David D. Koohy's introduction to Kiwanis International came two decades ago when he volunteered to flip burgers and pour beers at the Kiwanis Club of Newport's food concession stand at the Newport Yachting Center.
The club members were so impressed with his enthusiasm, they invited him back to help out at the next waterfront festival.
"At that point I'd become a familiar face and one of the guys came up to me and asked why I wasn't a member," Koohy said. "So, I thought, why not?. It's a great group of people doing great things in the community. I couldn't have asked for a better group of people to be a part of."
That was in 1991.
Today, Koohy of Middletown, is a member of the Kiwanis Club of Aquidneck Island and a past governor (2009-2010) of the New England District of Kiwanis, which comprises 26 divisions, including Division 18 - home to Rhode Island's four Kiwanis Clubs in Woonsocket, North Smithfield, Aquidneck Island and Newport and the Kiwanis Club of Seekonk in Massachusetts.
As far as Koohy is concerned, when it comes to service and giving back to the community, no one does it better than Kiwanians.
"I really believe that Kiwanis is the best at what it does," says Koohy, a Lt. Governor for Division 18 from 2004-2006 and district Treasuer in 2007. "The work that is being done by Kiwanis around the world - often behind the scenes - is tremendous. Kiwanis is a global organization of volunteers dedicated to changing the world one child and one community at a time."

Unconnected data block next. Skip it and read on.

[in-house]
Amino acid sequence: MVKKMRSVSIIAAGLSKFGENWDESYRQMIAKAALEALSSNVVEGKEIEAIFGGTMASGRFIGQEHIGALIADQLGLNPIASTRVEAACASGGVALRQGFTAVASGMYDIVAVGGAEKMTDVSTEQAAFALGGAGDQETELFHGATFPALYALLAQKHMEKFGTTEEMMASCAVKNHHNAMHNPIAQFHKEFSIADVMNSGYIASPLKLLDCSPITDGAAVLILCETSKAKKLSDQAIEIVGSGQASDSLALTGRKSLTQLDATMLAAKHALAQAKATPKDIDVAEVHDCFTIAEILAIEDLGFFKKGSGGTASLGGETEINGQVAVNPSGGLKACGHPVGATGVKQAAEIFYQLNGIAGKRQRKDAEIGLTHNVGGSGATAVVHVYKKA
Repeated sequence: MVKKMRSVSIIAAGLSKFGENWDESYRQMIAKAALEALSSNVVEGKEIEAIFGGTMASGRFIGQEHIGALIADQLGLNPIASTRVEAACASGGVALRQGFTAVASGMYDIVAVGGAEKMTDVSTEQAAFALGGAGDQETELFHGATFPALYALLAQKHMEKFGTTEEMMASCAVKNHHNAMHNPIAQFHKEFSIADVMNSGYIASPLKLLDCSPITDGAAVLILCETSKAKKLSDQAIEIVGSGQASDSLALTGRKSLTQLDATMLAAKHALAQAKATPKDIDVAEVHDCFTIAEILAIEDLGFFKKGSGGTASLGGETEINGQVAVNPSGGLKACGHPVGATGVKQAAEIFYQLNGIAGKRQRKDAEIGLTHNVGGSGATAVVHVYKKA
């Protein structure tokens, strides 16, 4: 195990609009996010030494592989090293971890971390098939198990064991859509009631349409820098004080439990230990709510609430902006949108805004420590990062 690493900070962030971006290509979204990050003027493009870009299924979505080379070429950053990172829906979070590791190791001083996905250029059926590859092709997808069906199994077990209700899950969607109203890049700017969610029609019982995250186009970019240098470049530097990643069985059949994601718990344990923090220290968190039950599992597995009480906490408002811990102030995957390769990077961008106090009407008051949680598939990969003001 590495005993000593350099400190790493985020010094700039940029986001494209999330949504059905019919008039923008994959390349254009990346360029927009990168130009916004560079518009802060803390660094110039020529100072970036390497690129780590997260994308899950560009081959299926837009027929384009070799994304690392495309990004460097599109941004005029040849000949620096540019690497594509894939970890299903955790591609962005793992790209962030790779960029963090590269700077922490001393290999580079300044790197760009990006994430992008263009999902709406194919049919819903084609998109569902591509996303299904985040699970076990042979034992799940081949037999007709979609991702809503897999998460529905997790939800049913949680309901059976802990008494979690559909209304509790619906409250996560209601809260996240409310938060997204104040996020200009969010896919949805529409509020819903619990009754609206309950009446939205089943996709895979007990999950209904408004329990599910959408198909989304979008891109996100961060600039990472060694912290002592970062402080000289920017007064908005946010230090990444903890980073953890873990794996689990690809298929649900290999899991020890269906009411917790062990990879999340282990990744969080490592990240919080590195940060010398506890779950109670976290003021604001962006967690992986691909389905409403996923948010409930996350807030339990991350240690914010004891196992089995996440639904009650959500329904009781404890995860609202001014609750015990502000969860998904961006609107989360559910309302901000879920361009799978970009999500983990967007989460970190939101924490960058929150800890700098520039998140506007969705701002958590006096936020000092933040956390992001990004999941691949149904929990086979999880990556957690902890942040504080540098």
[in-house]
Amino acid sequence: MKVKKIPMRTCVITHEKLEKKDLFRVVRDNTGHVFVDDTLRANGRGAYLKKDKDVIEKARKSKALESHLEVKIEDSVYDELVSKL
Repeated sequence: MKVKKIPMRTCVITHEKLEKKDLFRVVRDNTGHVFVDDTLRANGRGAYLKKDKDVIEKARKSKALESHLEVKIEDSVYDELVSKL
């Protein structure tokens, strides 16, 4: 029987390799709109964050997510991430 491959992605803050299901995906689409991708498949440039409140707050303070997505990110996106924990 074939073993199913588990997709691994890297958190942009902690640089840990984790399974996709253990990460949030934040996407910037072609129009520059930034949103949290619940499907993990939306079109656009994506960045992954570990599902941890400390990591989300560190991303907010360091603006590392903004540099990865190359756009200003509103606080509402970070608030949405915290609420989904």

97 Years of Service
Kiwanis International is an international, coeducational service club founded in 1915 in Detroit, Michigan. It is headquartered in Indianapolis, Indiana. Current membership is 240,000 members in 7,700 clubs in 80 nations.
In the early years, members focused on business networking. In 1916, Kiwanis became an international organization with the creation of the Kiwanis Club of Hamilton, Ontario. In 1919, the organization changed its focus to service. By 1962, worldwide expansion was approved. In 1987, women officially were allowed into the membership.
The name âKiwanisâ was coined from an Otchipew American Indian expression, "Nunc Kee-wanis", variously translated as "we trade," "we share our talents," "we make a noise," or "we meet." The organization's founders translated it as "We build," which became the original motto of Kiwanis. In 2005, during the 90th anniversary of Kiwanis, delegates to the International Convention voted to adopt a new motto, âServing the Children of the World,â to emphasize the primary focus of Kiwanis service over those nine decades.
Kiwanis International is headed by a board of trustees, an international president and other officers. These officers are elected at the annual convention of Kiwanis International. There are 53 administrative districts, each headed by a governor, and the districts are further divided into service areas called divisions, comprising 12 to 20 clubs and headed by a lieutenant governor. Every club has a president and board of directors.